Hardly a week goes by nowadays without news of a horrific vehicle crash during which a driver was using a mobile phone or other digital device.
The driver in last week’s train crash that killed 79 people in Spain was talking on the phone. On Tuesday, a bus driver talking on his cellphone crashed in West New York, killing a baby.
Public agencies and many companies have policies that attempt to prevent such tragedies, but enforcement is problematic ahead of an incident.
Vineland-based Riggins Oil, a fourth-generation family-owned and -operated company founded in 1926, is pioneering a way to address dangers posed by digital distraction.
The company announced this week that it has partnered with Cellcontrol to equip its fleet of more than 75 trucks with advanced technology that prevents drivers from using mobile phones to talk, text, email or browse the Internet whenever the vehicle is moving — even if only 1 mph.
The technology also works with tablets and laptop computers, which are more distracting.
Baton Rouge, La.-based Cellcontrol has developed patented technology that attaches to a vehicle’s onboard computer system.
The moment a vehicle is put into motion, the system sends instructions via Bluetooth to software on digital devices to disable them. When the vehicle stops, its operator’s phones, tablets and laptops are enabled again.
The beauty of the Cellcontrol system is that it doesn’t require Bluetooth pairing between the system and the devices. The connection is made automatically and is effective for a driver’s devices no matter what vehicle in the fleet is used that day.
“We chose Cellcontrol because it enabled us to set our own company distracted driving policy and enforce this policy seamlessly,” Matthew Riggins, strategy director at Riggins Oil, said in a statement. “Safety is our number one priority — not just for our own fleet, but for the communities we serve.”
Riggins Oil delivers gasoline, diesel, biodiesel and heating oil to wholesale and retail customers in New Jersey, Pennsylvania and Delaware.
The company also operates more than 30 Riggins-branded gas stations across the region.
Consumer Reports has started rating prepaid cards, giving 26 of them the same red or black circles and half circles for performance that they famously deploy on autos, appliances and yard equipment.
The Consumers Union said it has tracked the cards for years, but with their new popularity — prepaid cards are the fastest growing U.S. payment method — and shifting fees and features, providing guidance in its magazine became appropriate.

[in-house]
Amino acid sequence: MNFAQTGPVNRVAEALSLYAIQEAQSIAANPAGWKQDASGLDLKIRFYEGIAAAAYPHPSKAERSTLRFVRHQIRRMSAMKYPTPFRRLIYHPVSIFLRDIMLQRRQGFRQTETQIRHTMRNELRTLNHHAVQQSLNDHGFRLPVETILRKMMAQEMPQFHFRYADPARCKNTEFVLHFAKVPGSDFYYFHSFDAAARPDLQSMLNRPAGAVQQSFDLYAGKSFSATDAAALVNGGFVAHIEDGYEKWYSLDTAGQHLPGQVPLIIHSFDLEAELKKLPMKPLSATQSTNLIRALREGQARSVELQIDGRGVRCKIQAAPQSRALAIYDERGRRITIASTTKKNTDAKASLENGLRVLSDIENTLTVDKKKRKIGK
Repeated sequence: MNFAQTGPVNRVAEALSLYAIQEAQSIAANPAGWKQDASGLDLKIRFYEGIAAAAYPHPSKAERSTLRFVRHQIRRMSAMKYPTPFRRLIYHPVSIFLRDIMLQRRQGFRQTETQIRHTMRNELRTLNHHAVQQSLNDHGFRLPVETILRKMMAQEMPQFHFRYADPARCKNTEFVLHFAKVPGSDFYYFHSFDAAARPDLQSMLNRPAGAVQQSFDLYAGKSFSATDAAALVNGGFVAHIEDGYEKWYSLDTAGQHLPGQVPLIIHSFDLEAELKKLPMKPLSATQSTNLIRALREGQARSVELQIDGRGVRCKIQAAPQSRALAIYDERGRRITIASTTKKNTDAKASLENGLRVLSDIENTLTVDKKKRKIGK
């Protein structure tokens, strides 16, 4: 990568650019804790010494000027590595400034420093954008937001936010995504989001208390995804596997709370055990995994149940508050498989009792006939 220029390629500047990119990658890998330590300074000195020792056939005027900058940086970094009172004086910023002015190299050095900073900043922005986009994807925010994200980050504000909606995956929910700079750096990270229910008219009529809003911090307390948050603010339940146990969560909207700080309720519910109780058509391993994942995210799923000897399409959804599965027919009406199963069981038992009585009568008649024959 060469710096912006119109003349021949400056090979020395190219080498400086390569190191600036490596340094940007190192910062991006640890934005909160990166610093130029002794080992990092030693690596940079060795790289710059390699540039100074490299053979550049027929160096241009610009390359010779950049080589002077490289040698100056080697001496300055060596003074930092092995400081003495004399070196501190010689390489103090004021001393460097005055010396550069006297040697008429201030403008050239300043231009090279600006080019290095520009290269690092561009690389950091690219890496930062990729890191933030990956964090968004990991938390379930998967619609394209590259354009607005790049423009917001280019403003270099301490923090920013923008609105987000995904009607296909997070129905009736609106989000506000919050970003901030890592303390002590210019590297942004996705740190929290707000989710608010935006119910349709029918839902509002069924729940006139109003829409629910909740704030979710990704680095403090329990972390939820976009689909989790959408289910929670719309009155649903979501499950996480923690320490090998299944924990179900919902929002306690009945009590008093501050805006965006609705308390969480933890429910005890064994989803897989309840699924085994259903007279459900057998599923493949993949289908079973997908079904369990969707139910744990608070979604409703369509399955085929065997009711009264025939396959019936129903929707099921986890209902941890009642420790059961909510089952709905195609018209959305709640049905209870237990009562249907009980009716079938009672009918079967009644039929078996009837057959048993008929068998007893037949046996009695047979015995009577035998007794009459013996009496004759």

Prepaid cards can be loaded and reloaded with cash and used like a debit or credit card for purchases. They’re popular for teenagers and college students, because parents can put money in the card and monitor the spending.
But prepaid cards can be used instead of a traditional checking account. Paychecks can be directly deposited to them and they can be used to pay bills online.
The Consumers Union previously found that checking accounts came with guaranteed protections for consumers at a lower cost than prepaid cards. Now, some cards are more competitive.
In the Consumer Reports ratings, none earned the coveted “best buy” designation that typically ensures big sales for a product, but three were “recommended.”
The top rated was the Bluebird card with direct deposit from American Express. Also recommended were the H&R Block Emerald Prepaid MasterCard and the Green Dot Card from Green Dot Bank.
These best prepaid cards each had high scores in four performance categories: value, convenience, safety, and fee accessibility and clarity.
“All the best prepaid cards have few types of fees, and offer consumers opportunities to avoid fees. Each is safe to use, carrying FDIC insurance to the individual cardholder. All are convenient, with functionality that in many ways is on par with a checking account,” the consumer group said in its 30-page report.
Of course, for every good there must be a bad.
Oddly enough, American Express also offers the worst card: American Express for Target. Its score is 17 out of a possible 100, compared with 80 for its top-rated Bluebird card.
Consumer Reports says the worst prepaid cards have high and unavoidable fees, including activation and monthly fees. Consumers also are going to be hard pressed to find out and understand those fees.
The Consumers Union called on the federal Consumer Financial Protection Bureau, which is considering new rules for prepaid cards, to improve fee disclosure, limit unfair prepaid card practices, and require the same legal protections that cover debit cards.
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